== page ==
Going Solo: The Extraordinary Rise and Surprising Appeal of Living Alone

Available

Product Details

Price
$18.00
Publisher
Penguin Books
Publish Date
Pages
288
Dimensions
5.4 X 8.4 X 0.9 inches | 0.55 pounds
Language
English
Type
Paperback
EAN/UPC
9780143122777

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About the Author

Eric Klinenberg is a professor of sociology at New York University and the editor of the journal Public Culture. His first book, Heat Wave, won several prizes and was declared a "Favorite Book" by the Chicago Tribune. He lives in New York City.

Reviews

"A book so important that it is likely to become both a popular read and a social science classic. . . . This book really will change the lives of people who live solo, and everyone else . . . thorough, balanced, and persuasive." -- Psychology Today

"Fascinating and admirably temperate . . . [Going Solo] does a good job of explaining the social forces behind the trend and exploring the psychology of those who participate in it." -- Daniel Akst, The Wall Street Journal

"Klinenberg convincingly argues that the convergence of mass urbanization, communications technology, and liberalized attitudes has driven this trend." -- Slate

"Going Solo examines a dramatic demographic trend: the startling increase in adults living alone. Along the way, the book navigates some rough and complicated emotional terrain, finding its way straight to questions of the heart, to the universal yearning for happiness and purpose. In the end, despite its title, Going Solo is really about living better together--for all of us, single or not." -- The Washington Post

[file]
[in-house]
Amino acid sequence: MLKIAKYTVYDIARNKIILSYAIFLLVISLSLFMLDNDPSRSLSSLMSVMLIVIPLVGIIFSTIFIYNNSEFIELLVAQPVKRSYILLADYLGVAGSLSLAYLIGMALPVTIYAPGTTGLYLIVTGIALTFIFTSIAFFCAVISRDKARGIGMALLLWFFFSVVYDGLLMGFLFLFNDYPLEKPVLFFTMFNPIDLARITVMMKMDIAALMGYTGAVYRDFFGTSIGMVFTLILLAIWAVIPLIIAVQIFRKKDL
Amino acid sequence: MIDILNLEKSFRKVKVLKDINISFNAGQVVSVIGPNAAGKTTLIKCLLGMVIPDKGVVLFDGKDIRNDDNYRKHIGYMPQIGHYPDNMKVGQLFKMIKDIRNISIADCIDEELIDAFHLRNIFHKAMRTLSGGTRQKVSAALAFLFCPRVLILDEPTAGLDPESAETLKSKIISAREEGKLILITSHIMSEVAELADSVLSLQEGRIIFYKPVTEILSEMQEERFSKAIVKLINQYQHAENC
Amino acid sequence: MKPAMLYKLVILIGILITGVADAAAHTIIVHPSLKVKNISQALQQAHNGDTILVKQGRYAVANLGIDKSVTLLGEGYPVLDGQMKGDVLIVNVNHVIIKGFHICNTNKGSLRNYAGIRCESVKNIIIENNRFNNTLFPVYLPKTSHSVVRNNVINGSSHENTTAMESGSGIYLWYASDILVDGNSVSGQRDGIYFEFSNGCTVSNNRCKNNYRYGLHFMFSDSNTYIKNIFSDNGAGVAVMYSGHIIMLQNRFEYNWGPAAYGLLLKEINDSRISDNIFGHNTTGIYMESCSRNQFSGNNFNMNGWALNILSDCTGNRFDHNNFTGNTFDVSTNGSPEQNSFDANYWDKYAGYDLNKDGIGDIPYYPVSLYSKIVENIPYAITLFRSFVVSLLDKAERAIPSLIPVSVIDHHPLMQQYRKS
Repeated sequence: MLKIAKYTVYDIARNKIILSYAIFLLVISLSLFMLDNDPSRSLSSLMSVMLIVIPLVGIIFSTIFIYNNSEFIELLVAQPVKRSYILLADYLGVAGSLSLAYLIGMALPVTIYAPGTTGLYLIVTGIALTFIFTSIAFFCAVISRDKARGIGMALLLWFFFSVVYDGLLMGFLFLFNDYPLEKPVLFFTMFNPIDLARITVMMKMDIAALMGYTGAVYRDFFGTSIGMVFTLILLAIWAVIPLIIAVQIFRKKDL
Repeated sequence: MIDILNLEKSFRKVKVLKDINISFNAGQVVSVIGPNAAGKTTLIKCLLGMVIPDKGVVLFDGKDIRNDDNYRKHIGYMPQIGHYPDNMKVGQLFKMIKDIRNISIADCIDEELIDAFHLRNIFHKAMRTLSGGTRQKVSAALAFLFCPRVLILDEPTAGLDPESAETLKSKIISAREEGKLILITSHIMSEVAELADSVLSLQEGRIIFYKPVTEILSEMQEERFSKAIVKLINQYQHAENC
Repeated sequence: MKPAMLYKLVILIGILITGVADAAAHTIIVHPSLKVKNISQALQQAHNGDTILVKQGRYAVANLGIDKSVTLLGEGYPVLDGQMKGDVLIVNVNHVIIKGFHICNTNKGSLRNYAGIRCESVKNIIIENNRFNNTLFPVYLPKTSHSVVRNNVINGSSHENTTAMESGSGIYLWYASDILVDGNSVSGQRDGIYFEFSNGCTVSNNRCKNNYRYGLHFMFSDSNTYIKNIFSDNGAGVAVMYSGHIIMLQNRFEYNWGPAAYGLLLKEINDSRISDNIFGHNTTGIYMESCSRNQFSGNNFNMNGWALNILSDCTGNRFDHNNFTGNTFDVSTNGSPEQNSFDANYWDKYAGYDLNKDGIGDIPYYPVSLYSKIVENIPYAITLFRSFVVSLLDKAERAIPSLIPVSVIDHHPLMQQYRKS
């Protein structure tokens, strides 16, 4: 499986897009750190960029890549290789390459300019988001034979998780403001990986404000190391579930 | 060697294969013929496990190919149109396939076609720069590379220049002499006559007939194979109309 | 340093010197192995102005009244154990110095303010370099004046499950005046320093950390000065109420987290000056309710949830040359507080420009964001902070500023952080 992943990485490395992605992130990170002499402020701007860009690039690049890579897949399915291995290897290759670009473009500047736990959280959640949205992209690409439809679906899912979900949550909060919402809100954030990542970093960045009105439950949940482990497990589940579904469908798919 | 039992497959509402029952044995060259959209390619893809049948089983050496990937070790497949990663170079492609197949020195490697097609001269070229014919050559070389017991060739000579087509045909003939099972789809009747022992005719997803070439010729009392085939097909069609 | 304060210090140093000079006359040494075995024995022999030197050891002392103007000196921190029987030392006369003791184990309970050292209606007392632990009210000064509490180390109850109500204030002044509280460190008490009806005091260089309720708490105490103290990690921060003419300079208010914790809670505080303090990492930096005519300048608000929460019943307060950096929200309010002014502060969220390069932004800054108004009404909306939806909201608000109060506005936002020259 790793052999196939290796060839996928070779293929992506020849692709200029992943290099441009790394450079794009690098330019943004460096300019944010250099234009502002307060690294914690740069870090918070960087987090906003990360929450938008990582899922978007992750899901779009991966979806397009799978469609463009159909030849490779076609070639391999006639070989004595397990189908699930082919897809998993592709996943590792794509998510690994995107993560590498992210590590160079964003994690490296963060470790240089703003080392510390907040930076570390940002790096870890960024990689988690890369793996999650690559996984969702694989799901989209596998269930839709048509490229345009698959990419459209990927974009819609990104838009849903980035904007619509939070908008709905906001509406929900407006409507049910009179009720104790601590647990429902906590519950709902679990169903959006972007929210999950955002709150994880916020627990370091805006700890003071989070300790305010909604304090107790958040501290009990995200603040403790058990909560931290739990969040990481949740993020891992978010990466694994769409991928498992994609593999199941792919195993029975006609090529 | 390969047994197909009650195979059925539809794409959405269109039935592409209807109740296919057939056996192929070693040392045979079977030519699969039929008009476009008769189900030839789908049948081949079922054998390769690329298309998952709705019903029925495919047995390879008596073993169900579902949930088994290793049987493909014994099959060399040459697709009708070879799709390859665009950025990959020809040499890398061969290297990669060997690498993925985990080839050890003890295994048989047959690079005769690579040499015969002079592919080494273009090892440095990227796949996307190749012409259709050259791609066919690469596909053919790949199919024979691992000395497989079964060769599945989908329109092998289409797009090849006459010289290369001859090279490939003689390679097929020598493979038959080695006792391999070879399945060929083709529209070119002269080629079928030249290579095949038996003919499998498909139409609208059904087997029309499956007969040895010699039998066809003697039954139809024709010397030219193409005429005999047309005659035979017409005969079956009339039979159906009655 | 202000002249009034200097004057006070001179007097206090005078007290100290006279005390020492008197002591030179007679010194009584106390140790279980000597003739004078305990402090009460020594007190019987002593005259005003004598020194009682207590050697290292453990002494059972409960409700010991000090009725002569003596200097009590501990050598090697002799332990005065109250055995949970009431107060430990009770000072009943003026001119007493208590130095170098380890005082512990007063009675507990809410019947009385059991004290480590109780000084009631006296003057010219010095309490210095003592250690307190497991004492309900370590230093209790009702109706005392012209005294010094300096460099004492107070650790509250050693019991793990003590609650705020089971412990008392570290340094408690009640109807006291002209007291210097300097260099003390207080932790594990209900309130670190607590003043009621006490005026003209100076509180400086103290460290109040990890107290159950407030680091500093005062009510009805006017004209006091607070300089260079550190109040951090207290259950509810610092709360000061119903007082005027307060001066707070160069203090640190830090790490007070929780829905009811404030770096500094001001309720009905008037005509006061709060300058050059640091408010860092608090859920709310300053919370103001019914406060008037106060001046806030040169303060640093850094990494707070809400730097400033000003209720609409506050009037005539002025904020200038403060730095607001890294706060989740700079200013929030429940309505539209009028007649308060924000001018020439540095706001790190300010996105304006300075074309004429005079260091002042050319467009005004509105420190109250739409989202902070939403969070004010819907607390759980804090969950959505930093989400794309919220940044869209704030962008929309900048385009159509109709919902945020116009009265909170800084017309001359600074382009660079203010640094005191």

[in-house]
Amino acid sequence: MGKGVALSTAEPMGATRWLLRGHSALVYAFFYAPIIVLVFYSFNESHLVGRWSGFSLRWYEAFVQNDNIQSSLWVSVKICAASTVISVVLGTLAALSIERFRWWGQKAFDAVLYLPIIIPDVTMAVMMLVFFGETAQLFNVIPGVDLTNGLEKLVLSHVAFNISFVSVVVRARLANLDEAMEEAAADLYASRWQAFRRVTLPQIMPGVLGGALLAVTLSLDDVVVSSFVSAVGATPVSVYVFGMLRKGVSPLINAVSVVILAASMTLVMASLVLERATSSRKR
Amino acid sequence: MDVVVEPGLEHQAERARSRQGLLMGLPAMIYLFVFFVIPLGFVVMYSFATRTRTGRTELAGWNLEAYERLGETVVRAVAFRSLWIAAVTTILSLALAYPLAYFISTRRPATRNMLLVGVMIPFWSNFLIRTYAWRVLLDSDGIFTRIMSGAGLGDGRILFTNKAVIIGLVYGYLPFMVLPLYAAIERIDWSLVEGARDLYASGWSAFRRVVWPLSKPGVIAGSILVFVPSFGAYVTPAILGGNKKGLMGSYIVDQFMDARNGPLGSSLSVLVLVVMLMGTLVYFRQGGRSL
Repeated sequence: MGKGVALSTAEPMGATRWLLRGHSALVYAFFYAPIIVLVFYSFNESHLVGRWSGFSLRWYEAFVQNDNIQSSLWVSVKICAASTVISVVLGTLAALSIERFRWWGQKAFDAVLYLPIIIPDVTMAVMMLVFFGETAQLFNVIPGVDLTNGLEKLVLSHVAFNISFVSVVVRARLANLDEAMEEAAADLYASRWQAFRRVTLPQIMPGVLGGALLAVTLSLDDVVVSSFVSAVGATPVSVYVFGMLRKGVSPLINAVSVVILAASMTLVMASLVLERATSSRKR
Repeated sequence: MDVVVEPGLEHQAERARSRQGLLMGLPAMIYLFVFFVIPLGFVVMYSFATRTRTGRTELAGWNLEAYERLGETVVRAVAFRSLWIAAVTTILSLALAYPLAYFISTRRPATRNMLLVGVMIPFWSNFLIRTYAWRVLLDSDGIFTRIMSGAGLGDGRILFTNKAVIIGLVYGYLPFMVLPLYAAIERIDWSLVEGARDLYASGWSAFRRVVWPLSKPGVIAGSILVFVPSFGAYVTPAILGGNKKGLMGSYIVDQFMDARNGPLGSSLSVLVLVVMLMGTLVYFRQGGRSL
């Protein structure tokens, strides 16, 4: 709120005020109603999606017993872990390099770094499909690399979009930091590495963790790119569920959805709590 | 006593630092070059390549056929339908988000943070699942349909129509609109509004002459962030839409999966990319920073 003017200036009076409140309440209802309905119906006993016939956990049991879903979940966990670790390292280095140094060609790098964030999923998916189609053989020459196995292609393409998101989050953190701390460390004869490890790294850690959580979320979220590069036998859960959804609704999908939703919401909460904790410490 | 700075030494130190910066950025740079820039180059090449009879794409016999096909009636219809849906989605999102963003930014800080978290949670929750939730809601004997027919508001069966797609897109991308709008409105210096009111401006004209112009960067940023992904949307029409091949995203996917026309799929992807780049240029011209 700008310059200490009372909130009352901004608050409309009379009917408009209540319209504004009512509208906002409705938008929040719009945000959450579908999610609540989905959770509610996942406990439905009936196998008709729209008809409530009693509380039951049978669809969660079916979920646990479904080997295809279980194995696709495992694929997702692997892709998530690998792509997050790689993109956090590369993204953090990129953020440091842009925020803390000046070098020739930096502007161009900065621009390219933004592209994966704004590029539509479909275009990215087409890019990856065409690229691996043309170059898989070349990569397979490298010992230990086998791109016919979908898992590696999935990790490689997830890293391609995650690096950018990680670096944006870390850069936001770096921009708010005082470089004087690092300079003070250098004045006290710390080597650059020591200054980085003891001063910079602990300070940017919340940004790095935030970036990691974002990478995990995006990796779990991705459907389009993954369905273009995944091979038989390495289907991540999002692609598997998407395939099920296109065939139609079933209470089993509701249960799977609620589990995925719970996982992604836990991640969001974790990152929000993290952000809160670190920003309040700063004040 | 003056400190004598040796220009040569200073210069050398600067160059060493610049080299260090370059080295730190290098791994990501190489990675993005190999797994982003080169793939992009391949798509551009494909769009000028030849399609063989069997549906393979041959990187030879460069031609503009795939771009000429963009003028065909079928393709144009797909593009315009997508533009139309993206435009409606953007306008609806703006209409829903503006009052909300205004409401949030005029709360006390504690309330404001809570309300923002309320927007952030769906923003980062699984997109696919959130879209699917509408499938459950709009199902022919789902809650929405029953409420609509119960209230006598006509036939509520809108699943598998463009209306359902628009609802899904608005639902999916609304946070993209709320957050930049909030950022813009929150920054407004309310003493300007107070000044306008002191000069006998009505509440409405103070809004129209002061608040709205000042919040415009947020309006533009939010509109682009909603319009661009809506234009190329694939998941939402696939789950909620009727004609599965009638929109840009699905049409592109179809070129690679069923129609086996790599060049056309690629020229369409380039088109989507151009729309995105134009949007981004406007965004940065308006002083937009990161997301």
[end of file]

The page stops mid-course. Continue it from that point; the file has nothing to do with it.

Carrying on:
"Thought-provoking . . . Mr. Klinenberg argues that singletons comprise a kind of shadow population that's misunderstood by policymakers and our culture writ large. Going Solo is an attempt to fill in the blanks-- to explain the causes and consequences of living alone, and to describe what it looks in everyday life. . . . Klinenberg renders [these] stories vividly but also with nuance." -- The Christian Science Monitor

"Today, as Eric Klinenberg reminds us in his book, Going Solo, more than 50 percent of adults are single . . . [he] nicely shoes that people who live alone are more likely to visit friends and join social groups. They are more likely to congregate in and create active, dynamic cities." -- David Brooks, The New York Times